The lack of a workforce with the digital skills to create and maintain an Industry 4.0 enterprise remains a significant roadblock for Digital Transformation (DX) in the UK. This is a fact that is widely recognised and owes partly to a lack of skills, particularly in the field of data science. However, if we in UK industry take an honest look at ourselves, a hesitancy on the part of industrial leaders to sponsor the change required to modernise operations and a lack of understanding about the tools and funding available to overcome the challenges is also holding the UK back. There is, for example, significant expertise that can be unlocked by partnering with the right vendors, both in the form of technology workarounds and services to plug gaps, and in terms of unleashing the potential of existing talent within the industrial workforce.
Within UK industry, it is clear to me that technology has reached a stage where its capabilities are only limited by our imagination - if we can think it, there’s every possibility it can be achieved. Moreover, it is also clear that UK industry, as a whole, is fully cognisant of the benefits and importance of digital transformation; but leaders are often less sure about how to implement it at a practical, human level. It can often seem a gargantuan task.
This understanding is consistent with our own Management Perspectives Symposium held at the US Embassy in London recently. This year our focus was to bring together UK thought leaders to discuss Digital Transformation (DX) in Industrial Enterprise. We consider it an important responsibility for companies like ours to be showing the benefits of DX, and helping industrial enterprises pick a course for their own modernisation.
Following speakers who laid out the very latest thinking, technology and approaches for DX, the event opened into a panel discussion taking questions and comments from the packed audience of UK industry c-suite delegates. What I found particularly interesting during the panel discussion was how quickly conversation moved from the technology capability to the human and cultural aspects of application. In fact, judging by the questions from the delegates, this was the most important focus for UK industrial leaders, regardless of the size of enterprise, when assessing their own Digital Transformation journeys.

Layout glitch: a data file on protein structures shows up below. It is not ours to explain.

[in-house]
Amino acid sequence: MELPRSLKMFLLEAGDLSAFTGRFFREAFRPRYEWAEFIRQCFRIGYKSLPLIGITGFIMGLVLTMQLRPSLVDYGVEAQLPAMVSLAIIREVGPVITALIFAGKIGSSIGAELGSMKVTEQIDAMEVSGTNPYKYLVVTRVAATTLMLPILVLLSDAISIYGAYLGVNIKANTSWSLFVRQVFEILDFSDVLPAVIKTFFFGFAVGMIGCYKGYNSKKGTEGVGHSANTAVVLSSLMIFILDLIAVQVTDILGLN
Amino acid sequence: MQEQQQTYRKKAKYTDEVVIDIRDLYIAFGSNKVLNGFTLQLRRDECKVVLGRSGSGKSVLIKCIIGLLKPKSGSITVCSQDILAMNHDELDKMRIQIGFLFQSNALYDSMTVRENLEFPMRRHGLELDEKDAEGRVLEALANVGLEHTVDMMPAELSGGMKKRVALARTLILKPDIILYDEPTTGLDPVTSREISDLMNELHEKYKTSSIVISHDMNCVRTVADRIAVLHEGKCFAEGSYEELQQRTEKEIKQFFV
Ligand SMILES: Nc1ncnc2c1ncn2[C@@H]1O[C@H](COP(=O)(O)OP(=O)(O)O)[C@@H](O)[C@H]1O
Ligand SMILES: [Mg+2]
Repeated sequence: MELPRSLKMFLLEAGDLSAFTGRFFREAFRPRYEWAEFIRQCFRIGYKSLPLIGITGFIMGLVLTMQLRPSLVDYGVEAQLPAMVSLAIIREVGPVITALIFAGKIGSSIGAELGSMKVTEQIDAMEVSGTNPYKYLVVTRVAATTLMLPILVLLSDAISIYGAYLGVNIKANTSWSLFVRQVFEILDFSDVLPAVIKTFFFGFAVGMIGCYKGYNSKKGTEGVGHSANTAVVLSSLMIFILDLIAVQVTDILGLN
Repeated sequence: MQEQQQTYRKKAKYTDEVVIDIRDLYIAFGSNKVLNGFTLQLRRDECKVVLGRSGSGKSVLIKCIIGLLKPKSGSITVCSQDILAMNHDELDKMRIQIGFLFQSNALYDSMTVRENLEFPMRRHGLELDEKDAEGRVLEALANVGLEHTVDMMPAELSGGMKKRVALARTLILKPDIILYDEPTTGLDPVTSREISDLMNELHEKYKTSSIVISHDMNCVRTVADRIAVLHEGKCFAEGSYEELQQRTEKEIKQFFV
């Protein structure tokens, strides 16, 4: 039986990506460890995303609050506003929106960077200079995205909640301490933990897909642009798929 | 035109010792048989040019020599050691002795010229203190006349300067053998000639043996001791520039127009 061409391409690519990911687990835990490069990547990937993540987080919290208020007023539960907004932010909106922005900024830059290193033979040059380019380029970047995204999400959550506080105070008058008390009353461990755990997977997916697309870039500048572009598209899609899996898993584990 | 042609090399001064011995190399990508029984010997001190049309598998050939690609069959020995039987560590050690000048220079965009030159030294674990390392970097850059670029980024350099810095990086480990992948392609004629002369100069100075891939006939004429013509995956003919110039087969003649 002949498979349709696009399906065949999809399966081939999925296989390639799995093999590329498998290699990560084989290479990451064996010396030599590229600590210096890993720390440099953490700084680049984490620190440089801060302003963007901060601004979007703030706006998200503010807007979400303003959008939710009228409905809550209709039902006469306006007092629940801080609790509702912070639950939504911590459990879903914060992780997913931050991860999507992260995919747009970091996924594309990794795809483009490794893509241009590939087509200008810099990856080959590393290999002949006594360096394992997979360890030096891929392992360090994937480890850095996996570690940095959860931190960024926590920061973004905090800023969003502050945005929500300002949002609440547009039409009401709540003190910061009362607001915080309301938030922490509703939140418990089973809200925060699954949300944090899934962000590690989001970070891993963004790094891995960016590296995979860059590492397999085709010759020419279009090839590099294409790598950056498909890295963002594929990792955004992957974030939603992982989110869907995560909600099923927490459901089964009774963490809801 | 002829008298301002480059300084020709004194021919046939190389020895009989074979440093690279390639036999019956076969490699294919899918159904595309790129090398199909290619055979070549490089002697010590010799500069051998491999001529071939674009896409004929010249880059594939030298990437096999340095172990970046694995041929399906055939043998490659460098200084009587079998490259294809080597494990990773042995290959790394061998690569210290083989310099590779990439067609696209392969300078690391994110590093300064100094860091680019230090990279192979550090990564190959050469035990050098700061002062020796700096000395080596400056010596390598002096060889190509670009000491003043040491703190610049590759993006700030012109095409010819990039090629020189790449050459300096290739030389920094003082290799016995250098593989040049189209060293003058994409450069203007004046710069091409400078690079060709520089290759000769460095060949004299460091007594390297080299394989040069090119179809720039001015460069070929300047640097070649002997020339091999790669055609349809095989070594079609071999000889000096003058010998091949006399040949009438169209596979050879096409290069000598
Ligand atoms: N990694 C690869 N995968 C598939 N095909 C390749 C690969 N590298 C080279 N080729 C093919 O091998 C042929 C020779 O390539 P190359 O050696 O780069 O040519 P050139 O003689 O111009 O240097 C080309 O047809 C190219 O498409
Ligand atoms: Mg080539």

As a manufacturer ourselves, Rockwell Automation has direct experience of implementing DX, as well as significant experience around the world helping our customers to navigate their own journeys - often as one of a number of partners on projects large and small. Our stated mission of expanding human possibility through technology is rooted in the lessons we have learned along our own journey, which has helped us to foster a culture that encourages and empowers all our employees to follow their own path of lifelong learning and digital/technical upskilling.
It is this approach that we want the UK industry to adopt when it comes to Digital Transformation, and we offer various training, services and expertise to support it amongst our customers. We believe that it not only creates a better workplace environment that can enable smooth DX but also helps address associated challenges such as our ageing workforce, digital competence and of course, the skills gap!
Digital Transformation should not be deployed from the top down, despite the fact that leadership and executive buy-in are fundamental to its success. I firmly believe a ‘hearts and minds’ approach is what’s needed here. Industrial leaders need to consider and enfranchise their workforce at the conception stage and welcome broad input all the way through to implementation. The results of this approach will speak for themselves over time.
Read how Wilkins Rogers Mills achieved unprecedented monitoring, increased uptime and enabled operators to make more accurate process adjustments.